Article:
Andrew Wilton describe this as a ‘ravishing example of Turner’s ability to generalize and intensify the emotional significance of a specific view: we are conscious here of a stripping away of detail in the interest of vivid poetic effect. Colors of great richness are combined inventively in a very simple scheme of blocks of mauve, green, yellow and blue around the central strip of salmon-orange.’17 As Warrell has observed, another loose study, San Giorgio Maggiore at Sunset (National Gallery of Ireland, Dublin),18 distinguished by its flaring orange sky, makes ‘only the most cursory reference’ to the church ‘as a motif, and was surely undertaken as a recollection’.19
Undated MS note by Bell (died 1966) in copy of Finberg 1909, Prints and Drawings Room, Tate Britain, II, p.1020.
Cook and Wedderburn 1904, p.373; see also ibid., p.212 footnote 2.
Ibid., p.212; see also Warrell 1995, p.104, and Warrell 2003, p.199.
Cook and Wedderburn 1904, p.212 and asterisk footnote.
Warrell 2003, p.204.
Ibid., p.204.
Quoted ibid., p.197, from H.M. Cundall ed., William Callow: An Autobiography, London 1908, pp.66–7; see also Warrell 1995, p.105.
Warrell 2003, pp.197, 264 note 6.
Warrell 1995, p.105; see also Taft 2004, p.226.
Stainton 1985, p.62; see Warrell 2003, p.204, refuting this point.
See Lyles 1992, p.82.
Not in Andrew Wilton, J.M.W. Turner: His Life and Work, Fribourg 1979; Warrell 2003, fig.216 (colour); see also Taft 2004, p.226.
Warrell 2003, p.197; see also p.199.
Ibid., p.204.
Wilton 1979, p.464 no.1365; Warrell 2003, fig.223 (colour).
See ‘Moon Phases for Venice, Italy’, timeanddate.com, accessed 6 September 2018, https://www.timeanddate.com/moon/phases/italy/venice?year=1840.
Wilton 1977, p.80; see also Stainton 1985, p.62.
Wilton 1979, p.463 no.1357, reproduced.
Warrell 2003, p.199; see also Stainton 1985, p.76.
Technical notes:
The crescent moon was reserved within the broad washes of the sky; its reflection was scratched out. Parts of the pink initial colour of the church were washed out with downward strokes, fading out into long reflections (see also the main discussion above).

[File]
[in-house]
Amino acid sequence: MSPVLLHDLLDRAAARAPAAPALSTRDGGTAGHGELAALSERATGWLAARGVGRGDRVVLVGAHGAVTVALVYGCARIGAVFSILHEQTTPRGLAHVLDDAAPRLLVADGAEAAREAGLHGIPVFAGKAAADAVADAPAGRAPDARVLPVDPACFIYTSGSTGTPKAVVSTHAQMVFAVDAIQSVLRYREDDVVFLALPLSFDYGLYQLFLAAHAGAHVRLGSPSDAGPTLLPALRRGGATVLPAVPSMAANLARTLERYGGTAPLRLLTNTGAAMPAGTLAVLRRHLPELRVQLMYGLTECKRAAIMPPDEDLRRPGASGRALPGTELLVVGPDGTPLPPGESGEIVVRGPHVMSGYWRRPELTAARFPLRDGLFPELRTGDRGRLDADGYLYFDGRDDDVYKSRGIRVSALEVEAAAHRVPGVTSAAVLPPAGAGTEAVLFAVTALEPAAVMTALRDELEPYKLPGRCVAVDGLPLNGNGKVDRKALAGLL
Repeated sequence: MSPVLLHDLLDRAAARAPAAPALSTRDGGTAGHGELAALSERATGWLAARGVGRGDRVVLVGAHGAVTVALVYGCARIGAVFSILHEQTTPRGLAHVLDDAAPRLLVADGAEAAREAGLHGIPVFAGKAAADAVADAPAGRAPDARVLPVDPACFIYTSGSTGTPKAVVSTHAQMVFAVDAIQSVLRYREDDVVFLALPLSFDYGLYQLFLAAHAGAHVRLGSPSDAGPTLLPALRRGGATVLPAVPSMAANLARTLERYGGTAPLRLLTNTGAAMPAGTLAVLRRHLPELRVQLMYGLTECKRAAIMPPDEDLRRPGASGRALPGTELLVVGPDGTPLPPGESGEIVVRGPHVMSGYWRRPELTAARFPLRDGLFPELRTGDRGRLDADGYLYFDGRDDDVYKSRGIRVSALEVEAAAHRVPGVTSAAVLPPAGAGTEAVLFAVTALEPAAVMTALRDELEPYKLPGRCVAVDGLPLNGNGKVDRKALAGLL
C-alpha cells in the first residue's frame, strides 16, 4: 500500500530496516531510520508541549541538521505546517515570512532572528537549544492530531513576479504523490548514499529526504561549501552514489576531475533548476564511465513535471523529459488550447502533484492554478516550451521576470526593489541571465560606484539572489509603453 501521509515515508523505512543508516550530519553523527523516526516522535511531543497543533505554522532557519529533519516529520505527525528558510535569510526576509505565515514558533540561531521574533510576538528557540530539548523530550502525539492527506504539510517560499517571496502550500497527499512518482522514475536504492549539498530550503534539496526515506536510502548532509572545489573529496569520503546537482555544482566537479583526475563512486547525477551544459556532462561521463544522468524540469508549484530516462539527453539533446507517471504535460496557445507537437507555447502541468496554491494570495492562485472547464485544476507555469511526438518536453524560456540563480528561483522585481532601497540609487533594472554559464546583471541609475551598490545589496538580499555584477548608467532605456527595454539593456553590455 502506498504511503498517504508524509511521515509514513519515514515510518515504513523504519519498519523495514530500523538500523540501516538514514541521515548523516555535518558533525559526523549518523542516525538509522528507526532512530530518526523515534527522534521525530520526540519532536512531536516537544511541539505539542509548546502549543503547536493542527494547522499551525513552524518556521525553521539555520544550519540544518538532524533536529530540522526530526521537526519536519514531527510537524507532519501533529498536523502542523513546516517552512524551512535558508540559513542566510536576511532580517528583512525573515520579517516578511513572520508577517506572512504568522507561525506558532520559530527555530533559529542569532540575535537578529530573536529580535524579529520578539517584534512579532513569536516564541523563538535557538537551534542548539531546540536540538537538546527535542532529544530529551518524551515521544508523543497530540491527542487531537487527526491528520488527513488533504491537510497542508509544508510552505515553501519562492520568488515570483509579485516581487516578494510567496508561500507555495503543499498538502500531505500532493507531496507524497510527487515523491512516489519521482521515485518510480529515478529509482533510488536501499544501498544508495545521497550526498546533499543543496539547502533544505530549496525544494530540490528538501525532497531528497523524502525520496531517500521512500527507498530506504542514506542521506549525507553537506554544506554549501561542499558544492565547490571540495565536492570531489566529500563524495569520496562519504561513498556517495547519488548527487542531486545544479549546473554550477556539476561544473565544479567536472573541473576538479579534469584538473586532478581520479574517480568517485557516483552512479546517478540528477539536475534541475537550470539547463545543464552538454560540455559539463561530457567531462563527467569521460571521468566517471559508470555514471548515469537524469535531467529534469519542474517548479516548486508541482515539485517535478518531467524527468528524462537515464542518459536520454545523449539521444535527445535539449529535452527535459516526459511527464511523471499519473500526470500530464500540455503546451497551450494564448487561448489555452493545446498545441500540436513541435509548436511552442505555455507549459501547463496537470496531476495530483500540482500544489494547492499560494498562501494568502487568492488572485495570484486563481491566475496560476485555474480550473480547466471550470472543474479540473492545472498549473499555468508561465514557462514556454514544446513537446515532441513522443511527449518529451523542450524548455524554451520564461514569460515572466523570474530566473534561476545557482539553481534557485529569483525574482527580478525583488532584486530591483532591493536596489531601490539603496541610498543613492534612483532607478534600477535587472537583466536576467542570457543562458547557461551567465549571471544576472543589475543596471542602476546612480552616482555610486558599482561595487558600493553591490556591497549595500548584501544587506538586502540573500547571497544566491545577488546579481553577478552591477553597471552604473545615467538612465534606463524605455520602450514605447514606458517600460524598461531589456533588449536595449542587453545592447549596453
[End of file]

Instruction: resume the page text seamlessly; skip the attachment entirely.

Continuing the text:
This is one of numerous 1840 Venice works Ian Warrell has noted as on sheets of ‘white paper produced [under the name] Charles Ansell,1 each measuring around 24 x 30 cm, several watermarked with the date “1828”’:2 Tate D32138–D32139, D32141–D32143, D32145–D32147, D32154–D32163, D32167–D32168, D32170–D32177, D35980, D36190 (Turner Bequest CCCXVI 1, 2, 4–6, 8–10, 17–26, 30, 31, 33–40, CCCLXIV 137, 332). Warrell has also observed that The Doge’s Palace and Piazzetta, Venice (National Gallery of Ireland, Dublin)3 and The New Moon (discussed above; currently untraced)4 ‘may belong to this group’.5
Albeit Peter Bower, Turner’s Later Papers: A Study of the Manufacture, Selection and Use of his Drawing Papers 1820–1851, exhibition catalogue, Tate Gallery, London 1999, p.81, notes that the Muggeridge family had taken over after 1820, still using the ‘C Ansell’ watermark.
‘Appendix: The papers used for Turner’s Venetian Watercolours’ (1840, section 2) in Warrell 2003, p.259.
Wilton 1979, p.463 no.1356, reproduced.
Ibid., p.464 no.1365.
Warrell 2003, p.259.
Blank, save for a spot of blue colour at the top left; inscribed in pencil ‘60’ top left, and ‘25’ bottom left, upside down; stamped in black ‘CCCXVII – 24’ over Turner Bequest monogram bottom centre; inscribed in pencil ‘CCCXVI.24’ towards bottom right.

Matthew Imms
July 2018

How to cite

Matthew Imms, ‘San Giorgio Maggiore, Venice, at Sunset, from along the Riva degli Schiavoni 1840 by Joseph Mallord William Turner’, catalogue entry, July 2018, in David Blayney Brown (ed.), J.M.W. Turner: Sketchbooks, Drawings and Watercolours, Tate Research Publication, December 2019, https://www.tate.org.uk/art/research-publications/jmw-turner/joseph-mallord-william-turner-san-giorgio-maggiore-venice-at-sunset-from-along-the-riva-r1196996, accessed 24 October 2020.